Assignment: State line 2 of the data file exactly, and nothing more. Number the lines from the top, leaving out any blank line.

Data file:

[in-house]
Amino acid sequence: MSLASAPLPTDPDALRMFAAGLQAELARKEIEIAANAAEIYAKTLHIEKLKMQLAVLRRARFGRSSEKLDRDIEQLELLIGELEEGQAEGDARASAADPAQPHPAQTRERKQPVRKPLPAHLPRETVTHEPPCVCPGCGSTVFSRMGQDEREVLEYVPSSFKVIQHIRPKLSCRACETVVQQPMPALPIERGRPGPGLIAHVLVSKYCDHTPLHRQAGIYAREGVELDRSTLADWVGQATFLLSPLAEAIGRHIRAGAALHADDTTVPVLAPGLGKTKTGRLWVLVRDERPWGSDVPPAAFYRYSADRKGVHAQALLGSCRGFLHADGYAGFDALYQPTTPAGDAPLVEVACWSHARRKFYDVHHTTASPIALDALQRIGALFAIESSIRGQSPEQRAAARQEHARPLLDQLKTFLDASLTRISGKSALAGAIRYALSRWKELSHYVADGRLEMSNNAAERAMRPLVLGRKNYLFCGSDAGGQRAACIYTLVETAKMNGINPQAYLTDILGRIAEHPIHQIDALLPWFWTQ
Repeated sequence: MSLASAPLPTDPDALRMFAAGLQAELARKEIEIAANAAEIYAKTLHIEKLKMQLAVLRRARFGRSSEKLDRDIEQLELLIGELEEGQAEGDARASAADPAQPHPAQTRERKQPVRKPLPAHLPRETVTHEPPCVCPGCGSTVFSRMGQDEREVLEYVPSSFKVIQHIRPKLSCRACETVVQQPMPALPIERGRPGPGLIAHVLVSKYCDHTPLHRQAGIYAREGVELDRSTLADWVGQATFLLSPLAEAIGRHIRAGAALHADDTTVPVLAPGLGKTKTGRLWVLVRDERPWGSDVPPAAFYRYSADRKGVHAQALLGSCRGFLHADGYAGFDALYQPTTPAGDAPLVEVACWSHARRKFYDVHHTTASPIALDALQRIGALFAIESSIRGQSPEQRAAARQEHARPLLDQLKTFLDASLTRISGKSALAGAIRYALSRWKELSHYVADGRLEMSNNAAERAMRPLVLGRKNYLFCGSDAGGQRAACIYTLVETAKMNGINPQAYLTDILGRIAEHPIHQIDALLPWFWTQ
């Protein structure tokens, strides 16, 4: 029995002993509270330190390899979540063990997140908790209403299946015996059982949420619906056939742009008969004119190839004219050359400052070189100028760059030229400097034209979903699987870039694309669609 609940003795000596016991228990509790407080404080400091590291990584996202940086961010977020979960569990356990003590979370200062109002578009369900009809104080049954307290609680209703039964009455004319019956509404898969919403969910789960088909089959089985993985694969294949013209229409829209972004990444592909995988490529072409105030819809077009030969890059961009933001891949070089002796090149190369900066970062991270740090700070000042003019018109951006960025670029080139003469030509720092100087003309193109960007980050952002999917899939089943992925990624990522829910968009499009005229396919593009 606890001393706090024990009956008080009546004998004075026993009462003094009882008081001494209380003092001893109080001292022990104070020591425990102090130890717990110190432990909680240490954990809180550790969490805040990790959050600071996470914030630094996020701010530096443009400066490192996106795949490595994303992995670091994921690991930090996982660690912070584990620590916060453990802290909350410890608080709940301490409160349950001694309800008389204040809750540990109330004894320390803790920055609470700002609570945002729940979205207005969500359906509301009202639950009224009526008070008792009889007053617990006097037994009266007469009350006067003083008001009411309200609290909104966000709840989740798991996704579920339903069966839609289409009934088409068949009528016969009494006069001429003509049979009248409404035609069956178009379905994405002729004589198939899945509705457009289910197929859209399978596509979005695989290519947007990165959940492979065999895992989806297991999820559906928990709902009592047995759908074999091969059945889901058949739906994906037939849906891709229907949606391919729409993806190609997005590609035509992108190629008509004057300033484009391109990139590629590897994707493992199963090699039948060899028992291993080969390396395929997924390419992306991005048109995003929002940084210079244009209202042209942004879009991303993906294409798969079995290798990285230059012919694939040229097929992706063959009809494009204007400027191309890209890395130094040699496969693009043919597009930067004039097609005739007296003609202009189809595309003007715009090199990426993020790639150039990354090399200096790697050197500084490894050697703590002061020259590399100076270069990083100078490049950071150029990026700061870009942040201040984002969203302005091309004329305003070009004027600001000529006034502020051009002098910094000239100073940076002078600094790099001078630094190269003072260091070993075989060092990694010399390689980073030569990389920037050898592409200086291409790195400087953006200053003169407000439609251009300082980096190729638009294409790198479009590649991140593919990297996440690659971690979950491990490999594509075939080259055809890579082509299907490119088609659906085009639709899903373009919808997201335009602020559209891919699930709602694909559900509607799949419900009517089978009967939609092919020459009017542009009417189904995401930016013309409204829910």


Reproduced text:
Amino acid sequence: MSLASAPLPTDPDALRMFAAGLQAELARKEIEIAANAAEIYAKTLHIEKLKMQLAVLRRARFGRSSEKLDRDIEQLELLIGELEEGQAEGDARASAADPAQPHPAQTRERKQPVRKPLPAHLPRETVTHEPPCVCPGCGSTVFSRMGQDEREVLEYVPSSFKVIQHIRPKLSCRACETVVQQPMPALPIERGRPGPGLIAHVLVSKYCDHTPLHRQAGIYAREGVELDRSTLADWVGQATFLLSPLAEAIGRHIRAGAALHADDTTVPVLAPGLGKTKTGRLWVLVRDERPWGSDVPPAAFYRYSADRKGVHAQALLGSCRGFLHADGYAGFDALYQPTTPAGDAPLVEVACWSHARRKFYDVHHTTASPIALDALQRIGALFAIESSIRGQSPEQRAAARQEHARPLLDQLKTFLDASLTRISGKSALAGAIRYALSRWKELSHYVADGRLEMSNNAAERAMRPLVLGRKNYLFCGSDAGGQRAACIYTLVETAKMNGINPQAYLTDILGRIAEHPIHQIDALLPWFWTQ